William Shakespeare 's The Merchant Of Venice

2269 Words10 Pages
Samantha Hansen
ENG 314
Brother Brugger
12.15.14

The Question of Shylock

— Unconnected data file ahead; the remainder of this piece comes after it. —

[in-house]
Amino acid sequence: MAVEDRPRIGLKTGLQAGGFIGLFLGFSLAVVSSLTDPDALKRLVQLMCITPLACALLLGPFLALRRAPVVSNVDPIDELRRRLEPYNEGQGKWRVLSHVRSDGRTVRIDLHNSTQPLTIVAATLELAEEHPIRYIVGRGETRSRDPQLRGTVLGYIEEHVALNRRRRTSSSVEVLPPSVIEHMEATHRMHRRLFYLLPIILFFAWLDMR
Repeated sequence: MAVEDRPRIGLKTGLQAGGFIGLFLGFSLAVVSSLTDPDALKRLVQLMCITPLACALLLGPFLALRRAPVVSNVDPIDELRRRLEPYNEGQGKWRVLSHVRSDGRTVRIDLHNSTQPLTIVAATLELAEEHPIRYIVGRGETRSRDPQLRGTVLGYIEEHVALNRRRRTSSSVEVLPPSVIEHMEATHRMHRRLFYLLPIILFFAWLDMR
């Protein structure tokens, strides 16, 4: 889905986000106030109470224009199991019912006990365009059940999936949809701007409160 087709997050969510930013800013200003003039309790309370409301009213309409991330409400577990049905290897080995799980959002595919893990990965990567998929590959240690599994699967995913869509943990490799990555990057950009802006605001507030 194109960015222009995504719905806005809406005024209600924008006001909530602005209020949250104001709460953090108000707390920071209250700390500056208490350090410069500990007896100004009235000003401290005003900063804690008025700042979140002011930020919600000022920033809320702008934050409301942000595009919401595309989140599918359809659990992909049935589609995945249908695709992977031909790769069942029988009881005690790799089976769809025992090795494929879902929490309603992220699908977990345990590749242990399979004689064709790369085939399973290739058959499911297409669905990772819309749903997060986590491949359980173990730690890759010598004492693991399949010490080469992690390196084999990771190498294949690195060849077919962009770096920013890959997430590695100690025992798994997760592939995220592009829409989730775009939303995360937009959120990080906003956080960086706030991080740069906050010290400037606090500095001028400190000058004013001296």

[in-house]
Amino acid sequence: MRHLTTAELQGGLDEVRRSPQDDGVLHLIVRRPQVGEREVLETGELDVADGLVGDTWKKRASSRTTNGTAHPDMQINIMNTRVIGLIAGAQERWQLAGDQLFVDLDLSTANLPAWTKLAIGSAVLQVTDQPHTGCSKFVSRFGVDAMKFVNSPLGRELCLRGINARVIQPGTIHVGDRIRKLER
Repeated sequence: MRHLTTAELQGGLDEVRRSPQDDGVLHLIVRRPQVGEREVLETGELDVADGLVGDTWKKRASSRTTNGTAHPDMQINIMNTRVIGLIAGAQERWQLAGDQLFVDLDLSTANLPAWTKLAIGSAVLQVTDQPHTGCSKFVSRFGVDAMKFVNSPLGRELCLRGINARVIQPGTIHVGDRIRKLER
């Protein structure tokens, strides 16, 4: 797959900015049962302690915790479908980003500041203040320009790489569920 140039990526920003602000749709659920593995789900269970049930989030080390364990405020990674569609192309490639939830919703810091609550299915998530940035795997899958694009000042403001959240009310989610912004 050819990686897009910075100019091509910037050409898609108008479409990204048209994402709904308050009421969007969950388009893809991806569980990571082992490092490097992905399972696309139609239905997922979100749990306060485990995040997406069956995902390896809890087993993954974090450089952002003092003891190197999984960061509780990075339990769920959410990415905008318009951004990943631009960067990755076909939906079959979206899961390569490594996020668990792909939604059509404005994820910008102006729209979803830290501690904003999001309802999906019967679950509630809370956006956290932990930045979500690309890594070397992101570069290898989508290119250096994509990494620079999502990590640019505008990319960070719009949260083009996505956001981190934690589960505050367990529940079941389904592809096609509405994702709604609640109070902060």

It is hard to read The Merchant of Venice without finding at least one character to sympathize with. The unforgettable villain Shylock as well as Portia, Shakespeare’s first and one of his most famous heroines are arguably some of this plays most beloved characters. But, is Shylock really the villain? Or is he a victim of circumstance? Shylock’s insistence for a pound of flesh has made him one of literatures most memorable villains, but many might be inclined to say he is a compelling and sympathetic figure, rather then a villainous figure. By applying multiculturalism to this play, one might be able to deduce that through the exploitation of Jewish stereotypes common during the time this play was written, as well as language and character development, Shakespeare creates a character for which we not only feel scorn and derision, but also pity and compassion. Jewish Stereotypes The Jewish community was treated horribly during the time of the Merchant of Venice. They were never really considered true citizens of the town and were never respected by Christians of the time who adopted a bigoted attitude towards Jews and even forced them to wear red hats that showed them that they were separate from the citizens (Birnbaum). When Solanio and Salerio, both Christians, refer to Shylock as “the dog Jew” that was just another way of Shakespeare saying that Jews were treated like Mutts, a comical way of
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